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they that die most virtạous have in their youth lived most vicious; and none knows the danger of the fire more than he that falls into it.” This, we undertake to say, is not the morality of Shakspere: it is a tolerance beyond his tolerance. But it is the morality which prevails in • The London Prodigal.' The uncle goes on to say that the son is a continual swearer, a breaker of his oaths, a mighty brawler, a great drinker, one that will borrow of any man. The youth knocks at the door; and the father disguised is to be represented as dead. A will is produced by which the son is disinherited; and it is justice to him to say that he displays the same indifference about the loss of fortune as about the death of his father. Old Flowerdale lends him twenty pounds in his assumed character, and agrees to engage with him as a servant. A wooing now commences after a strange fashion. Sir Lancelot Spurcock has three daughters, of whom Luce, the most attractive, has three suitors—Sir Arthur Greenshield, whom she prefers; Oliver, a Devonshire clothier, whom the father patronizes; and young Flowerdale, who is rejected both by father and daughter. A more heartless scoundrel certainly never presented himself in worshipful society. His father being named, he thus speaks of him :

“Ay, God be praised, he is far enough;

He is gone a pilgrimage to Paradise,
And left me to cut a caper against care.
Luce, look on me that am as light as air."

His father, who in his assumed character of a servant is called Kester, is desirous to marry his son to the lady; and he thus devises a plan for overcoming the prudential scruples of Sir Lancelot :

“Presently we'll go and draw a will,

Where we'll set down land that we never saw;
And we will have it of so large a sum,
Sir Lancelot shall entreat you take his daughter.
This being form’d, give it master Weathercock,
And make Sir Lancelot's daughter heir of all:
And make him swear never to show the will
To any one, until that you be dead.
This done, the foolish changing Weathercock
Will straight discourse unto Sir Lancelot
The form and tenor of your testament.
Ne'er stand to pause of it: be ruld by me:
What will ensue, that shall you quickly see."

The device succeeds. The covetous knight rejects the honest clothier, and Luce is married against her will to the heartless pro

fligate, who thus discloses the nature of his love in confidence to Kester :

“And thou shalt see, when once I have my dower,

In mirth we 'll spend full many a merry hour:
As for this wench, I not regard a pin,
It is her gold must bring my pleasures in."

The father and uncle concert to arrest the prodigal on his return from church, that they may try the temper of his wife. The libertine braves it out when this resolve is carried into effect; but the unhappy woman clings to him, now he is her husband, with a tenderness that in the hands of a real poet might have been worked up into subsequent situations of uncommon beauty :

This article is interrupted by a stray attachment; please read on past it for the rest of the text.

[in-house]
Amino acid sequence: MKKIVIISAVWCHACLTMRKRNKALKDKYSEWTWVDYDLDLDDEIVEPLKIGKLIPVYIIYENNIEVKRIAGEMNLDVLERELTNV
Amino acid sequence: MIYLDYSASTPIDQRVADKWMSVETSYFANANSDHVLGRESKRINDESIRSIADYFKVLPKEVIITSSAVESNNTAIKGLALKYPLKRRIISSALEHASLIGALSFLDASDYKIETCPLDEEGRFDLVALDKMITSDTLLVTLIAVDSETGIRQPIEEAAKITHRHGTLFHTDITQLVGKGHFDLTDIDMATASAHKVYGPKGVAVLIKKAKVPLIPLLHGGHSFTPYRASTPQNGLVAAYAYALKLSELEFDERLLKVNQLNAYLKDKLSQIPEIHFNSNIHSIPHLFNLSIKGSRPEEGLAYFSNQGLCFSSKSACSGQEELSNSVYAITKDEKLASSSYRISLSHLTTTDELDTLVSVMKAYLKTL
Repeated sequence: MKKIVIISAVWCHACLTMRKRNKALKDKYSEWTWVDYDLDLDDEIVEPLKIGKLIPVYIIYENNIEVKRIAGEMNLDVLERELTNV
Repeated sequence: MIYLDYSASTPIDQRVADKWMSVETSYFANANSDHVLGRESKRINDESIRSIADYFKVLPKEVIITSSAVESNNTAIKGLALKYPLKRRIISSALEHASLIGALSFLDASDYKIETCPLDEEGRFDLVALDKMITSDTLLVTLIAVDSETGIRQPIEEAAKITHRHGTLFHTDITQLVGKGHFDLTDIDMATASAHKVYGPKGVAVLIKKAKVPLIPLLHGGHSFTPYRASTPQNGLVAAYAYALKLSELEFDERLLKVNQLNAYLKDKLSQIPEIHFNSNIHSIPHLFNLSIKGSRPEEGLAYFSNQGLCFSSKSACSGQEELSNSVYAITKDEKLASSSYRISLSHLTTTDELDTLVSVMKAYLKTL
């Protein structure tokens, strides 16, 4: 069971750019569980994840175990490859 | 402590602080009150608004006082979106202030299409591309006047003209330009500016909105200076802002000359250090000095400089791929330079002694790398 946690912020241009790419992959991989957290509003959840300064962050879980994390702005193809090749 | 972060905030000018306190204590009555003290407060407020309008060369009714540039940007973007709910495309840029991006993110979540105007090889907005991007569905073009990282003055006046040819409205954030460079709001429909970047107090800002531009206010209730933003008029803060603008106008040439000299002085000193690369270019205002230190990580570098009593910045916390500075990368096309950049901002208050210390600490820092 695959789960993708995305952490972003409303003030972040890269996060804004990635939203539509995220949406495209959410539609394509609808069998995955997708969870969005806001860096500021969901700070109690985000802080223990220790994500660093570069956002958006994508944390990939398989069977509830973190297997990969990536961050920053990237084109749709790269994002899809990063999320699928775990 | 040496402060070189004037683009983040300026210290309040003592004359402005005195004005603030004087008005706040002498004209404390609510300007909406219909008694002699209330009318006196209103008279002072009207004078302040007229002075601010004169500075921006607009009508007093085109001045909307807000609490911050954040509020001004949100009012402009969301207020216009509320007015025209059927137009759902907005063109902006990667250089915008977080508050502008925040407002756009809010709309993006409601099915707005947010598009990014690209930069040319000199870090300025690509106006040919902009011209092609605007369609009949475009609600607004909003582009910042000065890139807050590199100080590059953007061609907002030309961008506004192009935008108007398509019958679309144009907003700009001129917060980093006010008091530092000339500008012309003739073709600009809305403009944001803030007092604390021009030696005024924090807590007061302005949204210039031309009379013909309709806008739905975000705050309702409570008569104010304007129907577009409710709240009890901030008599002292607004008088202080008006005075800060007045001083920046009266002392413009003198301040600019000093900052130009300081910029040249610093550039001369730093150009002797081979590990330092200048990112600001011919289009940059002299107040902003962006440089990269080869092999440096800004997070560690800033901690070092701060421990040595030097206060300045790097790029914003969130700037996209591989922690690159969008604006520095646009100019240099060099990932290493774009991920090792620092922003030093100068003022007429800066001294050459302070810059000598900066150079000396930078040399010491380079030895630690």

Sir Lanc. I am cozen'd, and my hopefullest child undone.

M. Flow. You are not cozen'd, nor is she undone.
They slander me; by this light, they slander me.
Look you, my uncle here 's an usurer,
And would undo me; but I 'll stand in law;
Do you but bail me, you shall do no more :
You, brother Civet, and master Weathercock, do but bail me,
And let me have my marriage-money paid me,
And we 'll ride down, and your own eyes shall see
How my poor tenants there will welcome me.
You shall but bail me, you shall do no more :-
And you, you greedy gnat, their bail will serve ?

Flow. Jun. Ay, sir, I 'll ask no better bail.

Sir Lanc. No, sir, you shall not take my bail, nor bis,
Nor my son Civet's : I 'll not be cheated, I.
Shrieve, take your prisoner; I'll not deal with him.
Let his uncle make false dice with his false bones;
I will not have to do with him: mock'd, gulld, and wrong'd!
Come, girl, though it be late, it falls out well;
Thou shalt not live with him in beggar's hell.

Luce. He is my husband, and high heaven doth know
With what unwillingness I went to church;
But you enforc'd me, you compelld me to it.
The holy churchman pronounc'd these words but now,
“I must not leave my husband in distress :'
Now I must comfort him, not go with you.

Sir Lanc. Comfort a cozener! on my curse forsake him.

Luce. This day you caus'd me on your curse to take him.
Do not, I pray, my grieved soul oppress :
God knows my heart doth bleed at his distress."

The wife refuses to go home with her father; and she is left with her husband and his uncle:

Luce. O go not yet, good master Flowerdale : Take my word for the debt, my word, my bond.

M. Fluw. Ay, by —, uncle, and my bond too.

Luce. Alas, I ne'er ought nothing but I paid it ;
And I can work : alas, he can do nothing.
I have some friends perhaps will pity me :
His chiefest friends do seek his misery.
All that I can or beg, get, or receive,
Shall be for you. O do not turn away:
Methinks, within a face so reverend,
So well experienc'd in this tottering world,
Should live some feeling of a maiden's grief :
For my sake, his father's and your brother's sake,
Ay, for your soul's sake, that doth hope for joy,
Pity my state; do not two souls destroy.

Flow. Jun. Fair maid, stand up; not in regard of him,
But in pity of thy hapless choice,